- 90 days money = $15,000
- 6 months money = $30,000
- 12 months money = $60,000
If you need any assistance understanding your basic expenses, follow this link. You will find a great resource to track your basic income and expenses.
The idea is to have a pool of funds at hand that will allow you to pay your rent, put gas in the car, support your family, eat and have clean clothes for job interviews until you find the new job. A few thousand dollars will also make it easier when unexpected expensenses come up like when your kid breaks an arm and you have a $2,000 co-pay at the emergency room, or when the car needs new brakes and tires and you have a $1,500 repair bill.
Many clients tell me they hate the idea of having so much money in savings at the bank earning NO interest. Remember, this is not an investment, it’s insurance against a financial emergency. Not earning interest is a small price to pay to have those funds easily accessible if the need arises.
However, I often suggest an option to families that own a home. You can keep half the money in the bank and the remainder of your emergency fund can be held in the equity in your home. I suggest using a Home Equity Line of Credit (HELOC) for this purpose. You can set up a HELOC for a modest application fee at your local bank. When approved, you have the bank’s agreement to loan you money with an interest rate that is based off the prime interest rate at the time you borrow the money. The loan is secured by the equity in your home. The interest rate is usually much less than a cash advance on your credit card.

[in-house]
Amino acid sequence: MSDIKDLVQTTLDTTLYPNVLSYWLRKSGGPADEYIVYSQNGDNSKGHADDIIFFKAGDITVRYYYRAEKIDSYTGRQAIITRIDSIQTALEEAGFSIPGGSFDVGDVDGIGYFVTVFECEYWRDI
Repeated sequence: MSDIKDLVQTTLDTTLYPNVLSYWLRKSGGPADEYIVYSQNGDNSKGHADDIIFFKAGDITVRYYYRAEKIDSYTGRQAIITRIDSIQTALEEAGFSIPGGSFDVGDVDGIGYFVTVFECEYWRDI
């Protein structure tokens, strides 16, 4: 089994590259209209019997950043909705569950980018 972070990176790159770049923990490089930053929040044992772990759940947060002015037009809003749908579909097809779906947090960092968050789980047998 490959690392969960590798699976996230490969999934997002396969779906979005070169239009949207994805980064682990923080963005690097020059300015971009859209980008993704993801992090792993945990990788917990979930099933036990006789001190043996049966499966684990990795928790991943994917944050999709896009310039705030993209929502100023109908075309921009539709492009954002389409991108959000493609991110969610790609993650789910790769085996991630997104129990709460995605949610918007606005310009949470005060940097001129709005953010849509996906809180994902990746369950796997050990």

The advantage of the HELOC, is that you have favorable terms if you need to borrow the money. And, you have the equity in your house compounding until such time as you actually need it for an emergency. The money is easy to get at when you need it and you donot need permission to get the money when you are in a jam.
Even after all this, it can be tricky to understand how much cash you really need. That’s why I always suggest that a great place to start improving your cash reserve strategy is to talk with a couple of CERTIFIED FINANCIAL PLANNER™ professionals.To find a CFP® professional near you, start your search here.
As you visit with financial planners, I suggest a couple things to check:
- Is the advisor always the client’s advocate – in other words a fiduciary advisor?
- Is the advisor only paid by clients, not any financial product manufacturer or distribution network? This is called a fee-only advisor.
These two points help assure that you are working with a professional who is committed to your best interest at all times. It may seem sort of obvious that a professional would work in this way, but it’s certainly not automatic.
A fiduciary, fee-only, CFP® professional can help you make great retirement income choices and develop a comprehensive financial plan that is driven by your goals and priorities and addresses all aspects of your financial life. With a big-picture approach, you will be better prepared to understand your options at every step along the way.
I am a CFP® professional. I’m always a fiduciary and I only work on a fee basis. And I’m still taking on a few great families to be part of my financial planning practice so if this article has you thinking about your own circumstances, contact my office at email@example.com. I am always happy to meet with people who are working on their retirement plans.
Dunncreek Advisors does not provide legal or tax advice, nor is this article intended to do so.